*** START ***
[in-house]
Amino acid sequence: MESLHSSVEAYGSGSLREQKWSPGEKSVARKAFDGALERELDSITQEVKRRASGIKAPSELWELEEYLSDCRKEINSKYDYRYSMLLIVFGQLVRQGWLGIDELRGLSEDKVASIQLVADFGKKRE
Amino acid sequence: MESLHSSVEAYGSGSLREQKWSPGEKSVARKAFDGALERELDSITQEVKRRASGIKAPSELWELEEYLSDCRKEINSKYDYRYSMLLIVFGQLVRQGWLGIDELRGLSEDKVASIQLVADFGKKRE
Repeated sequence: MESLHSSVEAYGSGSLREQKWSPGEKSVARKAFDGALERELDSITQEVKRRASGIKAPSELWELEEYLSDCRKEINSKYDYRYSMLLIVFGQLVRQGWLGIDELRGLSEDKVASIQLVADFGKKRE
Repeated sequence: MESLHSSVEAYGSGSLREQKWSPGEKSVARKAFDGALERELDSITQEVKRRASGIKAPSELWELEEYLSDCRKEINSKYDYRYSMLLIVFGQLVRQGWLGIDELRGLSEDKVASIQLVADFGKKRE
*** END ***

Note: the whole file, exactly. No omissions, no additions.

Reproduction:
[in-house]
Amino acid sequence: MESLHSSVEAYGSGSLREQKWSPGEKSVARKAFDGALERELDSITQEVKRRASGIKAPSELWELEEYLSDCRKEINSKYDYRYSMLLIVFGQLVRQGWLGIDELRGLSEDKVASIQLVADFGKKRE
Amino acid sequence: MESLHSSVEAYGSGSLREQKWSPGEKSVARKAFDGALERELDSITQEVKRRASGIKAPSELWELEEYLSDCRKEINSKYDYRYSMLLIVFGQLVRQGWLGIDELRGLSEDKVASIQLVADFGKKRE
Repeated sequence: MESLHSSVEAYGSGSLREQKWSPGEKSVARKAFDGALERELDSITQEVKRRASGIKAPSELWELEEYLSDCRKEINSKYDYRYSMLLIVFGQLVRQGWLGIDELRGLSEDKVASIQLVADFGKKRE
Repeated sequence: MESLHSSVEAYGSGSLREQKWSPGEKSVARKAFDGALERELDSITQEVKRRASGIKAPSELWELEEYLSDCRKEINSKYDYRYSMLLIVFGQLVRQGWLGIDELRGLSEDKVASIQLVADFGKKRE